The grapple ends either when the grappler is incapacitated or when the creatures are moved out of grapple distance from one another (as can be the case with spells like thunder wave or misty step). A creature can also use its action to attempt to escape a grapple making either an athletics or an acrobatics check contested by the grappler’s athletics.

When grappled, a creature is subject to the following rules:

  • A grappled creature’s speed becomes 0, and it can’t benefit from any bonus to its speed.
  • The condition ends if the grappler is incapacitated.
  • The condition also ends if an effect removes the grappled creature from the reach of the grappler or grappling effect, such as when a creature is hurled away by the thunderwave spell.
Player’s Handbook, p290


Tavern brawl

If you are incapacitated, it means that somehow your ability to do things has been nullified. It means that you’re unable to make any actions whether they be normal actions, reactions, bonus actions or even legendary actions.

You are not completely passive when incapacitated however; you can still move and talk, but this is basically it until you can overcome the effects of being incapacitated. Often, the incapacitated condition comes as part of another condition as a shorthand to state that you can’t take any actions. These conditions include:

  • Paralyzed
  • Petrified
  • Stunned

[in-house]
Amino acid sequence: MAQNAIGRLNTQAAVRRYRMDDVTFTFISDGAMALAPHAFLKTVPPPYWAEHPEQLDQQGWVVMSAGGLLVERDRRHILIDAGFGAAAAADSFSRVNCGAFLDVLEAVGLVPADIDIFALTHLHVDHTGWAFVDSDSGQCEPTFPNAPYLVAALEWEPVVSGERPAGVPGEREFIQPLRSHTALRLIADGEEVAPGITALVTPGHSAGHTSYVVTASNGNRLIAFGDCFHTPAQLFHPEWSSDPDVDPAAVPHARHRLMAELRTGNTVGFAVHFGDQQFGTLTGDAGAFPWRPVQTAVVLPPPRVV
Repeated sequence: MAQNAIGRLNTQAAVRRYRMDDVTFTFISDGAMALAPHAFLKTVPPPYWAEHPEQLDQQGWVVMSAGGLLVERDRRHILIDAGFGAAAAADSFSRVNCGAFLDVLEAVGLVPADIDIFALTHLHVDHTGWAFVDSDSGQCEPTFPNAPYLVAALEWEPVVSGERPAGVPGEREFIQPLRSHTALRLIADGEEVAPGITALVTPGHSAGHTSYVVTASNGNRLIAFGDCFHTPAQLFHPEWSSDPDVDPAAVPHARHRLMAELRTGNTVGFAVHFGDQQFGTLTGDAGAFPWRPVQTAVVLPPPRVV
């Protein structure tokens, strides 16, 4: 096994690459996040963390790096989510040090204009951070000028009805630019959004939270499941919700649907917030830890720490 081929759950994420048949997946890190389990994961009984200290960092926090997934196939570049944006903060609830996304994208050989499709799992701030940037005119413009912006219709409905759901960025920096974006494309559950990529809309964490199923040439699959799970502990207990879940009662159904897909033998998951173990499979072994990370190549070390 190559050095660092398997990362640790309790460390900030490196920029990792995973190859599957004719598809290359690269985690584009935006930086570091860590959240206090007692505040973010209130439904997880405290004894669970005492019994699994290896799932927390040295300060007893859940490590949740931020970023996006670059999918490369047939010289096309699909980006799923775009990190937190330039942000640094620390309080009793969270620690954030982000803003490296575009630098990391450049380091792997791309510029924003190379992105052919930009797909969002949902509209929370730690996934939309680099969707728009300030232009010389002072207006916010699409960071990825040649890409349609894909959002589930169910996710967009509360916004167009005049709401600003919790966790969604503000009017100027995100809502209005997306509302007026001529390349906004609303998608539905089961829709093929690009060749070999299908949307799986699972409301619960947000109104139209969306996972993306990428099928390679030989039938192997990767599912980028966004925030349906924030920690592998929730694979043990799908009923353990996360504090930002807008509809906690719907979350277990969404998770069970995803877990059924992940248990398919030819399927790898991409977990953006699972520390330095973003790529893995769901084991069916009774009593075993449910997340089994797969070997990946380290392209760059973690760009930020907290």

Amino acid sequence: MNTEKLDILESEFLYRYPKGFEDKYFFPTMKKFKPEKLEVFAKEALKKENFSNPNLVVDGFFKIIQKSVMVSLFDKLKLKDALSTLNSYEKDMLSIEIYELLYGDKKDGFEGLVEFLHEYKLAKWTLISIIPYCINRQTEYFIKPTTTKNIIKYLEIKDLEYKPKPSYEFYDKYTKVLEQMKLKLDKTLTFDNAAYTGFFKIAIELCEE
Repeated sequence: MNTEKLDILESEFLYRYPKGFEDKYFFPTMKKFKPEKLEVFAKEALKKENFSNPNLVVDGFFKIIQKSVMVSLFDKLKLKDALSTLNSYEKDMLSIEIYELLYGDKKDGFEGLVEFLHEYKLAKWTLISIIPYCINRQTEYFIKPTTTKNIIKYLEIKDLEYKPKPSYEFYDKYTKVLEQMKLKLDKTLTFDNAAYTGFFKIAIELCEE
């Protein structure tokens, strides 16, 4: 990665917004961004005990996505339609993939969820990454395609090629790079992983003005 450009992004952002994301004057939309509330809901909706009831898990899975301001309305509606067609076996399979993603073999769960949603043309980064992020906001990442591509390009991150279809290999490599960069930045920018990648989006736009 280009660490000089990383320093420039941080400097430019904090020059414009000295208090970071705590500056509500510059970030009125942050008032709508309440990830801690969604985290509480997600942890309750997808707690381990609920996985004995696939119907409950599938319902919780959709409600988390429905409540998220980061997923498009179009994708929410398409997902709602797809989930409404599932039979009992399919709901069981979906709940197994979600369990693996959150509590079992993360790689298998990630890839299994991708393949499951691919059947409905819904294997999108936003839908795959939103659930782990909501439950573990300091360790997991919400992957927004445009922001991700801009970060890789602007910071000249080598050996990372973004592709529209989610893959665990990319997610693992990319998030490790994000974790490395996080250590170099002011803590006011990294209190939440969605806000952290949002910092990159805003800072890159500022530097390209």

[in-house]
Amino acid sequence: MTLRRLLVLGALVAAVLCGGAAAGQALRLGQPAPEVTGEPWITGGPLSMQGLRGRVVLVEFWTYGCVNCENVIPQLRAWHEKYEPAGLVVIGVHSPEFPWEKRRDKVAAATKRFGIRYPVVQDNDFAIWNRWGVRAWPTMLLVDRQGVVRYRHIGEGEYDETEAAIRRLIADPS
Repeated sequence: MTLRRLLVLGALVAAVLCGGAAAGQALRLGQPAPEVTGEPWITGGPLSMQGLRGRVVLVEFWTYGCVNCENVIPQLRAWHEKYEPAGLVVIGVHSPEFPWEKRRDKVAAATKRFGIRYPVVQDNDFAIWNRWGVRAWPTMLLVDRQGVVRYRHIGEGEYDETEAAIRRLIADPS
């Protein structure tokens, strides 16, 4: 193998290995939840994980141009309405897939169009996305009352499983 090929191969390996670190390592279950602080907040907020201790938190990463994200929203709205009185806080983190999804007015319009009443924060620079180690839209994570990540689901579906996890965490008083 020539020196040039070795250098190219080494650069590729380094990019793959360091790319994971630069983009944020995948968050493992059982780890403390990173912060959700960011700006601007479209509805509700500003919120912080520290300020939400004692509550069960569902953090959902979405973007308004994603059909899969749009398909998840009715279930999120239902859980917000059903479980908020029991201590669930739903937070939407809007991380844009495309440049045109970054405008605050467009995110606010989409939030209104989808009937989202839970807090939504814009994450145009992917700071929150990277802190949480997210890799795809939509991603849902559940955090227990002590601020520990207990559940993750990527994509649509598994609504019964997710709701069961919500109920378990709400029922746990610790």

• Unconscious

When incapacitated, you’re subjected to the following effects:

  • An incapacitated creature can’t take actions or reactions.
Player’s Handbook, p290


When you are invisible, it means you can’t be seen unless other creatures have special senses or magical abilities that allow them to see invisible creatures. Invisibility is different from hiding where a creature is heavily obscured rather than invisible.

While an invisible creature cannot be seen, their location can be determined through sounds it makes or effects it makes on the environment such as tracks in the mud.

The invisible condition is unique in that it’s usually the only condition with favourable effects. When invisible, you’re subject to the following effects:

  • An invisible creature is impossible to see without the aid of magic or a special sense. For the purpose of hiding, the creature is heavily obscured. The creature’s location can be detected by any noise it makes or any tracks it leaves.